Hours later, Ms Ley cut short her holiday and fronted the media inMelbourneto place her “stamp” on the portfolio by scrapping the measure, which was introduced quietly by regulation two days before Christmas by her predecessor Peter Dutton.

“I’ve heard, I’ve listened and I’m deciding to take this action now. It’s off the table and I stand ready to engage, to consult, and to talk to the sector,” she said.

Ms Ley said she remained committed to introducing price signals into the Medicare system, including the $5 cut to the Medicare rebate as part of the revised GP co-payment due to begin July 1.

Australian Medical Association president Brian Owler said the government’s backdown was a “welcome surprise” and promised to “work with the minister to come up with something that’s better for GPs and patients”.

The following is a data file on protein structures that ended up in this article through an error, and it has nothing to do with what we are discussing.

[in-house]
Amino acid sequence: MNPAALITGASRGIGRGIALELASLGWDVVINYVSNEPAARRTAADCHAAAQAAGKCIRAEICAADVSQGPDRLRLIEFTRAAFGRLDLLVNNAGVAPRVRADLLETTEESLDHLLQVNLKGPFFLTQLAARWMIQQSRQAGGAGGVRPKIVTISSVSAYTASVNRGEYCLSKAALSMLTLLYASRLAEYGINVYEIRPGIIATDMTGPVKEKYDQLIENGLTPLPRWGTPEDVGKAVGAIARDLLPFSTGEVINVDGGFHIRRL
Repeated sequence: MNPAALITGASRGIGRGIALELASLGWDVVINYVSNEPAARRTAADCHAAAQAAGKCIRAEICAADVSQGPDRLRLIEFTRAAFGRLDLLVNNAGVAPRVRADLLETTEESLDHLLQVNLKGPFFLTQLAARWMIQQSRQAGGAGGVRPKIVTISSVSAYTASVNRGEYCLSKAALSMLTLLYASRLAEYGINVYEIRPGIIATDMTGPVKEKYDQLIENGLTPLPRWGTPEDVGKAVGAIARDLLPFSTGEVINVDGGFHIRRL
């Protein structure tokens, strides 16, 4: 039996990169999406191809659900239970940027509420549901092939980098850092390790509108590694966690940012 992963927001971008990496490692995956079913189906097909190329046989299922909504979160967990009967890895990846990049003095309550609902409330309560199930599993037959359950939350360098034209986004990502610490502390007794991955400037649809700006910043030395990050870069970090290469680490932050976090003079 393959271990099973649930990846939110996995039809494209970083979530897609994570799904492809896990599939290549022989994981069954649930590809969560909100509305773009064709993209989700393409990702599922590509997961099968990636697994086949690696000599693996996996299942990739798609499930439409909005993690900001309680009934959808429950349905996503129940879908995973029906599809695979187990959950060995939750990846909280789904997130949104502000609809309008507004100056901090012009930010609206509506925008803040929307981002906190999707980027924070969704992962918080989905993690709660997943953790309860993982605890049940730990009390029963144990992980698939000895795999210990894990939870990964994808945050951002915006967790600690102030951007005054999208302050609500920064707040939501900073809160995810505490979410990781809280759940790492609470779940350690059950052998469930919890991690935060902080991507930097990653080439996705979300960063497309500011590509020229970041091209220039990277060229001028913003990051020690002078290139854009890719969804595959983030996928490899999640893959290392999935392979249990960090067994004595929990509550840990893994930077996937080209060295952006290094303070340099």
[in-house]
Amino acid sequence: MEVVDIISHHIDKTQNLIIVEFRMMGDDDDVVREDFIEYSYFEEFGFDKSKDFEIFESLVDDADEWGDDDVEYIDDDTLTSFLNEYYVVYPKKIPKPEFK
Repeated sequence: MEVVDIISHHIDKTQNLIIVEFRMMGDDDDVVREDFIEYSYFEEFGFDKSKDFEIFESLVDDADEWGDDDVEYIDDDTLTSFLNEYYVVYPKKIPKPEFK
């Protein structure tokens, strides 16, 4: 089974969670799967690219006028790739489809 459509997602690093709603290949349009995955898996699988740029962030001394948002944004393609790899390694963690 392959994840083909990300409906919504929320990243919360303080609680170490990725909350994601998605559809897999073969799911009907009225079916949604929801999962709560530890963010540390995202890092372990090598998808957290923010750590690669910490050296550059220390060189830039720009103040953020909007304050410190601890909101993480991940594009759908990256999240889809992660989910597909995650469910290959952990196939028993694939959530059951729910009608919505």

“I’m really glad for Sussan Ley that’s she’s not lumped with this policy,” he said.

But he refused to outline any concessions the AMA would be willing to make, saying “it’s not our job to find savings”.

Professor Owler said the government should be boosting, not cutting, funding to GPs because primary care was more sustainable long-term in keeping patients out of hospitals.

“Primary care is the answer to sustainability, not the problem,” he said. “Sustaining the system is about investing in primary care, so instead of cutting maybe we should be boosting funding,” he said.

The AMA supports a co-payment for wealthier patients but is opposed to the revised co-payment because it will effectively mean a $5 cut to their rebates.

The campaign against the $20 cut to the rebates paid to GPs for appointments between six and 10 minutes long reached a head on Thursday, when the AMA released a scathing letter it had written to Mr Abbott the week before.

Labor, the Greens, Palmer United and senators Ricky Muir, Nick Xenophon and Jacqui Lambie had already declared they would move to disallow the change when Parliament resumes next month.